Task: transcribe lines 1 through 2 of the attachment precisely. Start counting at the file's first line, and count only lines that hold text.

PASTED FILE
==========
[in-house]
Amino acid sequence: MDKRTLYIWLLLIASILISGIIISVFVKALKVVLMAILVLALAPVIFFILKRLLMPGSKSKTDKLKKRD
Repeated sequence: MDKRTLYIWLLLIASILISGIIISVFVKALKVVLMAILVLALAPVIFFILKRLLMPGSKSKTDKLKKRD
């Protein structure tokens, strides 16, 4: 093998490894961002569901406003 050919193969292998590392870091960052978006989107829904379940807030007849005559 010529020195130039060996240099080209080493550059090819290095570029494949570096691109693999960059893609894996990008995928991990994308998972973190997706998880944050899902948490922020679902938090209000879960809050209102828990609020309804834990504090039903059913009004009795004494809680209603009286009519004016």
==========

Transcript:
[in-house]
Amino acid sequence: MDKRTLYIWLLLIASILISGIIISVFVKALKVVLMAILVLALAPVIFFILKRLLMPGSKSKTDKLKKRD